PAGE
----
Driving home his pessimistic determinism, Wilhelm also has a habit of hugely overstating and dramatizing the plights in which he finds himself, bringing everything back to his literal suffocation and murder. “It would kill me to go back to school now,” he tells Venice at one point. Later in the book, he actually starts choking himself in front of his father to demonstrate his wife’s animosity towards him, and on the phone with her he yet again brings up the topic of her choking him. “You must realize you’re killing me,” he says. “You can’t be as blind as all that. Thou shalt not kill! Don’t you remember that?” When Tamkin elaborately compares money-making to the art of killing, Wilhelm listens, ill at ease, possibly because he connects it to his own life. All these references to or mock enactments of violence serve two purposes: first to emphasize the childish mentality of Wilhelm, second to show how powerless he feels to change his fortunes.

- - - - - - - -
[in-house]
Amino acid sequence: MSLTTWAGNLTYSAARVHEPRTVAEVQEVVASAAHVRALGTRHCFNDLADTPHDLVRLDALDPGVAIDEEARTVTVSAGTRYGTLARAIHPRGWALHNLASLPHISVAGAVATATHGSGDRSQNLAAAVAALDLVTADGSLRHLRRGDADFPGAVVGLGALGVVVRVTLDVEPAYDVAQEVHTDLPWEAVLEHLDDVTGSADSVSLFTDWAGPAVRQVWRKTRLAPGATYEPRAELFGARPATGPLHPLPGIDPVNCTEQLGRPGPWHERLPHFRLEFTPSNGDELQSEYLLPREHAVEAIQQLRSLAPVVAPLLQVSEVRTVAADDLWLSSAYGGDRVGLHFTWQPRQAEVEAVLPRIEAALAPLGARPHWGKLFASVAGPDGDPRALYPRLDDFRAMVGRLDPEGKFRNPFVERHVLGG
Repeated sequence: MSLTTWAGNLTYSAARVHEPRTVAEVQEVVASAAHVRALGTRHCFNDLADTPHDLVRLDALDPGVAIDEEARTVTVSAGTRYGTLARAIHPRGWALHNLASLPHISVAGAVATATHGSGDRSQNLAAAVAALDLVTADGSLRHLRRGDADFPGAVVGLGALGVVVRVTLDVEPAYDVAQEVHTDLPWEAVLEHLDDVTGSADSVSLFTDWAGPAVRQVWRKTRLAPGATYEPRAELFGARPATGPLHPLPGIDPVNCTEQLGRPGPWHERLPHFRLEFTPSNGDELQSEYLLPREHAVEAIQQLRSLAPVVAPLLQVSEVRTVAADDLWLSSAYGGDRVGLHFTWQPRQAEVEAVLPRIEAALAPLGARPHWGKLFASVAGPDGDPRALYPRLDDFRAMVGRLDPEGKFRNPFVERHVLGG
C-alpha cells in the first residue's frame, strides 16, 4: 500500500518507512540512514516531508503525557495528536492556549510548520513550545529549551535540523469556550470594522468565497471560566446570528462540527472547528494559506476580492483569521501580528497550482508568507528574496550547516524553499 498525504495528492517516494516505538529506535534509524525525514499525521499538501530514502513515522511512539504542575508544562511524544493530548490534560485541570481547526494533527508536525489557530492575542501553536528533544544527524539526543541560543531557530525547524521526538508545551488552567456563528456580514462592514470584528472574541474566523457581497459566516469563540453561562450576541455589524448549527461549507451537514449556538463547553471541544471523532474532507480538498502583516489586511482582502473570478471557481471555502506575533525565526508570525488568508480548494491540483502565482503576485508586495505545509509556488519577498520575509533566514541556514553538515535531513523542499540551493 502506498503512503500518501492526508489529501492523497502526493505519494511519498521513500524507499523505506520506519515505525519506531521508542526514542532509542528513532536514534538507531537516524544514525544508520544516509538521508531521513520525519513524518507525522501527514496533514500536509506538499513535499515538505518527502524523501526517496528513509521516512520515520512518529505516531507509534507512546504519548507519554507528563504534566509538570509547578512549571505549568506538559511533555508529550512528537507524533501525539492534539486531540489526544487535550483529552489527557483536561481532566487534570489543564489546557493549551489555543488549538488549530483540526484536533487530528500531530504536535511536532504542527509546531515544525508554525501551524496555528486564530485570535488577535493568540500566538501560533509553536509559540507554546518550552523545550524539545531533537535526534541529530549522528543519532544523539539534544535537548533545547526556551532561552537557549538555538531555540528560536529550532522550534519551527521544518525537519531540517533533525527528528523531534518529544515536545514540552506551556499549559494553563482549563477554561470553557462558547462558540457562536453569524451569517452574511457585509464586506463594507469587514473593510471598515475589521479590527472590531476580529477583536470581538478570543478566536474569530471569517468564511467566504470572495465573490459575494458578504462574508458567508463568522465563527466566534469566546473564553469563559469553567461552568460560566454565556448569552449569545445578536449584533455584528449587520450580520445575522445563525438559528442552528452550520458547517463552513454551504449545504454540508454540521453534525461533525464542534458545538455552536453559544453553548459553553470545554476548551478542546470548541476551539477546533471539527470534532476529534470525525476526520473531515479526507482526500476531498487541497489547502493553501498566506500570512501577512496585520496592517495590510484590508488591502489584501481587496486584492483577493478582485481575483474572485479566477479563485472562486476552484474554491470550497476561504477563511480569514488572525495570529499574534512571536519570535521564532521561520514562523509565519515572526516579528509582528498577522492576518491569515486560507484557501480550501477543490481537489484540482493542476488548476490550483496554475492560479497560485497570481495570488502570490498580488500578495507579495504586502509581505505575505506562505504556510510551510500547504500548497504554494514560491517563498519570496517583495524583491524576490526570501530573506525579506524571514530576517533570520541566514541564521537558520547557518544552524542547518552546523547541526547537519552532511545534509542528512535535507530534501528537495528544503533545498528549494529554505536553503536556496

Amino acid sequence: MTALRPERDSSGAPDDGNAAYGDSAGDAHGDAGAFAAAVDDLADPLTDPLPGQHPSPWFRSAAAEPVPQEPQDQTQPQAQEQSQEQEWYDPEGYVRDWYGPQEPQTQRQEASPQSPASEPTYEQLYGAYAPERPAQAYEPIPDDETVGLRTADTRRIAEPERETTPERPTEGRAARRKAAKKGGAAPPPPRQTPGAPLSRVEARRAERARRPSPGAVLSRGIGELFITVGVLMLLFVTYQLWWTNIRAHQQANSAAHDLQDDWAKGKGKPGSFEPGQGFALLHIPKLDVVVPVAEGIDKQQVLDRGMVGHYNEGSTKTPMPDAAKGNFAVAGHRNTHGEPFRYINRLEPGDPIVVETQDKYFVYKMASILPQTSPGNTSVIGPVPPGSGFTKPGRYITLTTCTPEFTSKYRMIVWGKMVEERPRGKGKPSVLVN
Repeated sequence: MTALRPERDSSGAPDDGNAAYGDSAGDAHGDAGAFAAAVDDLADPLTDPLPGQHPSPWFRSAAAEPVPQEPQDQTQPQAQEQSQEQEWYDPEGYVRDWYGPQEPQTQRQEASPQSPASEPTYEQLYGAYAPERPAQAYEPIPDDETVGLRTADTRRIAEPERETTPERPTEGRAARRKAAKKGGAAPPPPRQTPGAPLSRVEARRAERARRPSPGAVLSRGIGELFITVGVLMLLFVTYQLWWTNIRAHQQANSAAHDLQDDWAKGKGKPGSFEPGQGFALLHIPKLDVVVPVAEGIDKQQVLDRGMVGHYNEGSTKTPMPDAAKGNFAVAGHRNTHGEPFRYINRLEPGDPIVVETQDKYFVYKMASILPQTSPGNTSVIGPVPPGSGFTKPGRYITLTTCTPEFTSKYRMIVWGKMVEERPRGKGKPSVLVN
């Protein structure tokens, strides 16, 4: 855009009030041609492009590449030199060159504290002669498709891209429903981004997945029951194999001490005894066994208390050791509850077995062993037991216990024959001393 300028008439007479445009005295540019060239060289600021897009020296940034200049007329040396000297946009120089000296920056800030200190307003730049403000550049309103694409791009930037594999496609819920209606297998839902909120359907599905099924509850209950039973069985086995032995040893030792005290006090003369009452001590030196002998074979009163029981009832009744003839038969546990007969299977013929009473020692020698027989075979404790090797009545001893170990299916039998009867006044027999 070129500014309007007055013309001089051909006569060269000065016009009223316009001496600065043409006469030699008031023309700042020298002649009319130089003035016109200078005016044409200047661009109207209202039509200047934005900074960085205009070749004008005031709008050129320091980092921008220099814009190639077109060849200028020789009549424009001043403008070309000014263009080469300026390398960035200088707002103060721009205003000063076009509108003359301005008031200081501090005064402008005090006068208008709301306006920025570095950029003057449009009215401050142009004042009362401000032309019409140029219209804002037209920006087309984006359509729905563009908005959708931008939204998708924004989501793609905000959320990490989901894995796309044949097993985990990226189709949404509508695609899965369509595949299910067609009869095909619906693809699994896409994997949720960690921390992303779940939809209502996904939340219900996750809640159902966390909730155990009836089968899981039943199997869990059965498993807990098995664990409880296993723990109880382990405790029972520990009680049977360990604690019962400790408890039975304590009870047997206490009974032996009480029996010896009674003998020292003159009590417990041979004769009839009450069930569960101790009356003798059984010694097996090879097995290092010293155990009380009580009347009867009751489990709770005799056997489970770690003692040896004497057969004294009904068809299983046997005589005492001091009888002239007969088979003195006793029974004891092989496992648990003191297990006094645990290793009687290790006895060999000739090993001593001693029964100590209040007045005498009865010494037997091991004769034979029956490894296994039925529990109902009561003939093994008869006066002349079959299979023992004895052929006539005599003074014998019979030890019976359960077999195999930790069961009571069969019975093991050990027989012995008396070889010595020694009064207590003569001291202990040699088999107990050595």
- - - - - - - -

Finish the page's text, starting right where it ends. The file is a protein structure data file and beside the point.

Bellow insinuates the son’s immaturity, and the immaturity of modern society broadly, in many other ways both subtle and patently obvious.  As an example of the former, there is Wilhelm’s heavy reliance on Coca Cola, which Mr. Perls disapprovingly notices him drinking for breakfast.  As for the latter, the point that Wilhelm’s job at Rojax Manufacturing involved selling “kiddie’s furniture” can hardly be dismissed as mere coincidence.  Extended adolescence applies to women too in the world of Seize the Day: inside the cafeteria, Wilhelm observes a crowd of elderly ladies who are heavily made-up and acting in a manner he thinks unbecoming of their age.  “Were there no longer any respectable old ladies who knitted and cooked and looked after their grandchildren?”  At the same time, the sight of the ostentatious women stirs in him a memory of how his grandmother treated him as a small child, implying that he is still mired to some extent in the stage of youth.  In his argument with Margaret on the phone, the wife expresses dedication to her traditional role as mother, saying, “Growing boys need parental authority and a home,” but even this exchange harkens back to the theme of Wilhelm’s arrested development.  Margaret says she has cannot afford to get a job if it means having a couple kids running loose, to which Wilhelm replies, “They’re not babies.  Tommy is fourteen.  Pauline is going to be ten.”  In this aspect, Seize the Day has become even more pertinent with age.  50 years ago, a man might have been shamed and frowned upon for suckling off his parents after college, or even after high school; now, under Obamacare, young Americans can continue to reap some of childhood’s perks until they turn 26.